Contemporary film and television offers up an abundance of female action heroes, from Natasha Romanov (a.k.a Black Widow) in the Marvel franchise, to Katniss Everdeen in The Hunger Games novels and films, and even Lucy Wilde in the Universal pictures cartoon comedy Despicable me 2 (2013). ‘Girl Power’ was not just about the pop culture in the 90s, it was about a feminist movement that spread rapidly across every entertainment platform: in video games like Lara Croft: Tomb Raider, and Hollwood blockbusters like The Matrix trilogy, with Trinity having her fair share of awesome fight scenes. Viewers played games, packed out the cinemas and tuned in every week to see women getting on with some serious ass-kicking. At the turn of the decade, Buffy The Vampire Slayer (1997-2003) was a hugely successful show, and has been perpetually shown in re-runs long after its final episode.
Many of the action heroines we see on our screens today are arguably in some way indebted to Buffy Summers, the titular character of the American tv show Buffy The Vampire Slayer. Spawned out of a cringe-worthy film of the same name, the television spin-off was a surprise hit for creator Joss Whedon, who has since gone on to direct box office hit Avengers Assemble.
Buffy, played by petite Sarah Michelle Gellar, certainly holds her own against vampires, demons, and sometimes even her friends (see Season 6 for a surprise villain).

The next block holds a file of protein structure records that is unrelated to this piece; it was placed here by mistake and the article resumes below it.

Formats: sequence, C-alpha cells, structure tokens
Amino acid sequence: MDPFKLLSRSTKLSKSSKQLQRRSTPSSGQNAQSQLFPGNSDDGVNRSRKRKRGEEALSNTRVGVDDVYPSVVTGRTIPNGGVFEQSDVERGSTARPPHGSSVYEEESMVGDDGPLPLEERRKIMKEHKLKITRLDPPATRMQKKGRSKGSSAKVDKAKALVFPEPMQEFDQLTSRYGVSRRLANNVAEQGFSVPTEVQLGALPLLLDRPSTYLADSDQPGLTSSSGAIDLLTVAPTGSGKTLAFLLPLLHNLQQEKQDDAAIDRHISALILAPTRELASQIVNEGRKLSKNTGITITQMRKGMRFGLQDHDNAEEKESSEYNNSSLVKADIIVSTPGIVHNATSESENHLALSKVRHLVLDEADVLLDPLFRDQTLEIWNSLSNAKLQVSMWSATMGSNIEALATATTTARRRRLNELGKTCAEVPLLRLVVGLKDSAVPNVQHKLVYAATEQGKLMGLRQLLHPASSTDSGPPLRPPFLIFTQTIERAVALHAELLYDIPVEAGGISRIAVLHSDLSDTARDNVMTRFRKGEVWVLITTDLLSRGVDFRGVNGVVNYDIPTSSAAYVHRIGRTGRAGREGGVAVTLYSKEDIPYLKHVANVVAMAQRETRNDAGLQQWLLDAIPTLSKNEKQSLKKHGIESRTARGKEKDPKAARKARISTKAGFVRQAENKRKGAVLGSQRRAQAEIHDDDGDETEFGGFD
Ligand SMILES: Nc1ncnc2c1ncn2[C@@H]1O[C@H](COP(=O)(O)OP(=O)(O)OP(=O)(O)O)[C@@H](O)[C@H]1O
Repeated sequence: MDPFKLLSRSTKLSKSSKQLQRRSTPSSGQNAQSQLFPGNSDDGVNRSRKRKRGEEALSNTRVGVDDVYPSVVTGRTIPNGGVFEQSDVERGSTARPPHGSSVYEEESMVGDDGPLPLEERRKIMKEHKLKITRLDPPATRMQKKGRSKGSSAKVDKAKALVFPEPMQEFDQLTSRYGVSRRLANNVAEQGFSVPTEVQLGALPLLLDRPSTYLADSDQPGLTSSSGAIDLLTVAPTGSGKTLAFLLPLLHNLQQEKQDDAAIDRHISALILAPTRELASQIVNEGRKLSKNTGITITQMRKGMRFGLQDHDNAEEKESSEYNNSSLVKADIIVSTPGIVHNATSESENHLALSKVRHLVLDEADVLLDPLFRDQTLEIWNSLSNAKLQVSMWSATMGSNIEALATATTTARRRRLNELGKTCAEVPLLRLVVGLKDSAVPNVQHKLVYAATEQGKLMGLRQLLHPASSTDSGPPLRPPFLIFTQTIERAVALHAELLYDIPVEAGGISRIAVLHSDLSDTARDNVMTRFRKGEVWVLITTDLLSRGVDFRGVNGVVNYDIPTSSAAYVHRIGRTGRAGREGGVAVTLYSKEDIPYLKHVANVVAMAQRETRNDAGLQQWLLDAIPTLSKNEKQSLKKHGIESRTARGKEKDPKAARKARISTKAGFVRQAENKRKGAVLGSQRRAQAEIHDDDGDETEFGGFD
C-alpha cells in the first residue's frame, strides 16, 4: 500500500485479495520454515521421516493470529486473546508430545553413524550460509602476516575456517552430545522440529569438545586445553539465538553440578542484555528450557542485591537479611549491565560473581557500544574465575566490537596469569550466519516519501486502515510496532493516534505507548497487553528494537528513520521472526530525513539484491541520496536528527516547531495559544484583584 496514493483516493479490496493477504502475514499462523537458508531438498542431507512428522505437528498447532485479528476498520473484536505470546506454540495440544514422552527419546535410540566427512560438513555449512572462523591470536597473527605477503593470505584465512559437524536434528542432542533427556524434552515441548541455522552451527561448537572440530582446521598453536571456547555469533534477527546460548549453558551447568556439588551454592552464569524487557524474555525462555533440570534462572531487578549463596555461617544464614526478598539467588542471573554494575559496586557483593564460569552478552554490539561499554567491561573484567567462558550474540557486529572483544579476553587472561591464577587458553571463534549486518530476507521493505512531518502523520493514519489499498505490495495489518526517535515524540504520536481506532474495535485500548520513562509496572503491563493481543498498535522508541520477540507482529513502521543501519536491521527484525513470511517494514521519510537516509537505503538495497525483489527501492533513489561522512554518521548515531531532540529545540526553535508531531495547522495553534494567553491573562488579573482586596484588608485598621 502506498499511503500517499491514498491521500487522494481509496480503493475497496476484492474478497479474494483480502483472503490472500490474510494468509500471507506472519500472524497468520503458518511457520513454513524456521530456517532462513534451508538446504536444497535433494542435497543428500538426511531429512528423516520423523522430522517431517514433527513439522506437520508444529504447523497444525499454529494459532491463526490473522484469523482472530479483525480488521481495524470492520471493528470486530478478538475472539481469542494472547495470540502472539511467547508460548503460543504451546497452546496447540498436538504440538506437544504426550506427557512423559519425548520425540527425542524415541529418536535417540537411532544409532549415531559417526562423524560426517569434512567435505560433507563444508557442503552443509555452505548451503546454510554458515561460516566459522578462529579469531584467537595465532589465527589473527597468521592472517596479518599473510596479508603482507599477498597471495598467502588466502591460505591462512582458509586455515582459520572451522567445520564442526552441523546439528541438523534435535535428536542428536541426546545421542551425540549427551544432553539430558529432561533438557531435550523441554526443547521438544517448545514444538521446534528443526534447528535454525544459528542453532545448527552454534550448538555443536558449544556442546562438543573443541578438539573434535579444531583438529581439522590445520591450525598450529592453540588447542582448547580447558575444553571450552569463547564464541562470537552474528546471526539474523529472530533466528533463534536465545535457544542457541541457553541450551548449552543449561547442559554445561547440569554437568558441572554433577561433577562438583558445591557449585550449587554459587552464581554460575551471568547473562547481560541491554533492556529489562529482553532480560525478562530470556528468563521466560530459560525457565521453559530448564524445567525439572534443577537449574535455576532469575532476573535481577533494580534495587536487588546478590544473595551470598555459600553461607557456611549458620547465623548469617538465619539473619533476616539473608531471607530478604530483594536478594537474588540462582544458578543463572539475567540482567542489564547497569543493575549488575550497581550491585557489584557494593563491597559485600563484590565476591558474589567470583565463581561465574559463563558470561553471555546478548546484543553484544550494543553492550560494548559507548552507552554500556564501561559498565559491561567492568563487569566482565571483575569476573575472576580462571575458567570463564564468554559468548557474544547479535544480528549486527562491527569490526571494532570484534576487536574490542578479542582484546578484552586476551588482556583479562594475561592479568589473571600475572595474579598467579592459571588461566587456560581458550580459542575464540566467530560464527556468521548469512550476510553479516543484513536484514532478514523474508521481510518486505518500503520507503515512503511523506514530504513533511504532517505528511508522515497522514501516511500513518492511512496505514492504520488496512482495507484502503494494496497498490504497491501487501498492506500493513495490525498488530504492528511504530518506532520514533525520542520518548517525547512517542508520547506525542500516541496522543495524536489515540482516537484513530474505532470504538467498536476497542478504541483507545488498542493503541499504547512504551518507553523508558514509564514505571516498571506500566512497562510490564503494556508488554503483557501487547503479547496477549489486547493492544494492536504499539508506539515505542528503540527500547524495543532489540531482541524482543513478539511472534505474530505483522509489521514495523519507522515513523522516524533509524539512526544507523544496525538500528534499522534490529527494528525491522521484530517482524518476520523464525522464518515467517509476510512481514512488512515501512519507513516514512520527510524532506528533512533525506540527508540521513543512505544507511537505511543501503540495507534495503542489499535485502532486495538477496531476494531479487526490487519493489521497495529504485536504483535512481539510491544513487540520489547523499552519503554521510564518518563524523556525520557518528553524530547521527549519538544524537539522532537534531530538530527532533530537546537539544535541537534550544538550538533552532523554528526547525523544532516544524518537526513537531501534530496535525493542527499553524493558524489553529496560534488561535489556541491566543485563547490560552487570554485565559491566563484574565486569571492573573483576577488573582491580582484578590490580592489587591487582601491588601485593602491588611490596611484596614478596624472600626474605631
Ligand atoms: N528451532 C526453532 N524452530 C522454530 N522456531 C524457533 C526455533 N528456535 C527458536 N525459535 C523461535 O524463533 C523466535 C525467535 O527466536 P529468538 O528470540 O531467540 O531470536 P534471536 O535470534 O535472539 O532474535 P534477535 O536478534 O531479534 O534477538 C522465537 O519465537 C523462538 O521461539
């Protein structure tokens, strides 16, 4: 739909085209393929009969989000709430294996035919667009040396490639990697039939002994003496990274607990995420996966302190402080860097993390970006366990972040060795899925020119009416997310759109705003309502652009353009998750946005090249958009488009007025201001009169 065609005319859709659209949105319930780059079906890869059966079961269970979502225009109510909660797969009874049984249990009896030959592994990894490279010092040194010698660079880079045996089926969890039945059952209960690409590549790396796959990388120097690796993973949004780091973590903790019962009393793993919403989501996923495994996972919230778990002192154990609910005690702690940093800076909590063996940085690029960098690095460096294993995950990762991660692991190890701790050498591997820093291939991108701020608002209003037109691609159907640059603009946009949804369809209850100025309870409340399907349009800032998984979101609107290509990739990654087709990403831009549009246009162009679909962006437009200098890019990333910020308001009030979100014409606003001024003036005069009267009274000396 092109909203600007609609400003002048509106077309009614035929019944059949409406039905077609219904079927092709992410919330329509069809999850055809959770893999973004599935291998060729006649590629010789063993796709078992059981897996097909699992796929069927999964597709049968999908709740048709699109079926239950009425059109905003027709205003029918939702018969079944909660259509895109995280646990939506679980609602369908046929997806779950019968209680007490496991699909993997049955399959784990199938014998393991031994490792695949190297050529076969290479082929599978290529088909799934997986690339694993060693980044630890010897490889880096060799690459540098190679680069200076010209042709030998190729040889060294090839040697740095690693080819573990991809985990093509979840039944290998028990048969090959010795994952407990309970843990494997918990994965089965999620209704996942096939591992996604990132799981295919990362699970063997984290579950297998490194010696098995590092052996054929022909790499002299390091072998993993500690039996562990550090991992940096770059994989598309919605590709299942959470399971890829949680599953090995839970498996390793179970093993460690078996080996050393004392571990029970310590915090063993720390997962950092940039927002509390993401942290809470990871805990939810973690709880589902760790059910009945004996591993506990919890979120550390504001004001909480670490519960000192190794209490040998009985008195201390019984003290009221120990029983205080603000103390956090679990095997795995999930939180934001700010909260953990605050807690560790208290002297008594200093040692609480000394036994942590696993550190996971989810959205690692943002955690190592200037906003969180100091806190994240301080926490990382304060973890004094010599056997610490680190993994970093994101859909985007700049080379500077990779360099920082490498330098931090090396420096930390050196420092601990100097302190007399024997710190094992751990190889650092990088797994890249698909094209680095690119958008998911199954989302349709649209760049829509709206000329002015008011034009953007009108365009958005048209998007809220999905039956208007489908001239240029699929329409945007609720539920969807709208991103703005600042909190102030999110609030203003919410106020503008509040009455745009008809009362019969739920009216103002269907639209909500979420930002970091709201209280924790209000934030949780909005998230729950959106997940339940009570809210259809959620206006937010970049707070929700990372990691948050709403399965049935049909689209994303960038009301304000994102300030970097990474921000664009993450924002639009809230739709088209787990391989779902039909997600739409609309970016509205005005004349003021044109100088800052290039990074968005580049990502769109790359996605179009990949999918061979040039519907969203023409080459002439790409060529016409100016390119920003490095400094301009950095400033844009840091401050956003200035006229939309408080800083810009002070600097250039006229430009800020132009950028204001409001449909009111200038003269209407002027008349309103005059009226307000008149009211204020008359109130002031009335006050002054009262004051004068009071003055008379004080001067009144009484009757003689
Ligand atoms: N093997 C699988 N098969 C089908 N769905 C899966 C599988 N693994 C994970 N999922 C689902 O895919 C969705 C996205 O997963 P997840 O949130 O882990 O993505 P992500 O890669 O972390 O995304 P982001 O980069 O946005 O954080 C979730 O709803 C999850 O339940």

Alongside her destiny as the slayer, Buffy also battles the common woes of American high school, navigates complex romantic relationships, and all whilst trying to mature from rebel teen to a responsible young woman. That’s one of the greatest things about this show, the span of the series allows the characters gradual development, following them through High School, College and beyond. It was also one of the first mainstream shows to place a top-billed cast member into a gay relationship.
The love interest for our heroine Buffy comes in the early seasons from the gorgeously mysterious Angel (David Boreanaz, Bones), a sexy and brooding 100-year old vampire cursed with a soul. This forbidden love between mortal enemies inevitably results in lots of on-screen sexual tension, and a dedicated fan base for the Buffy/Angel dynamic. Sadly, at the end of season three David Boreanaz departed the show, and went on to film his own successful spin-off series in LA simply titled Angel – but fans would enjoy many cross-over episodes over the subsequent years. The third member to complete this love triangle is from a slightly more surprising source, the British villain-turned-ally Spike, also a vampire. At some point you do start to wonder if Buffy is going to get back to actually slaying the vampires rather than just sleeping with them.
The most compelling element of this show has got to be the friendships, watching them flourish, as well as overcoming the challenges based on the characters’ individual developments. Underneath all of the supernatural aspects, there is a lot here for people to relate to. With a high-school setting, teenage angst, a ‘scooby-gang’ of friendships formed of mismatched outcasts and that all important love triangle, this show really had it all. Way, way before Stephanie Meyer and Twilight came along.
If you liked Smallville or enjoy Supernatural, put Buffy The Vampire Slayer on your list of box sets to complete. You can also watch re-runs every weekday at 5pm on the Sci Fi channel, which is also home to current vampire show The Originals.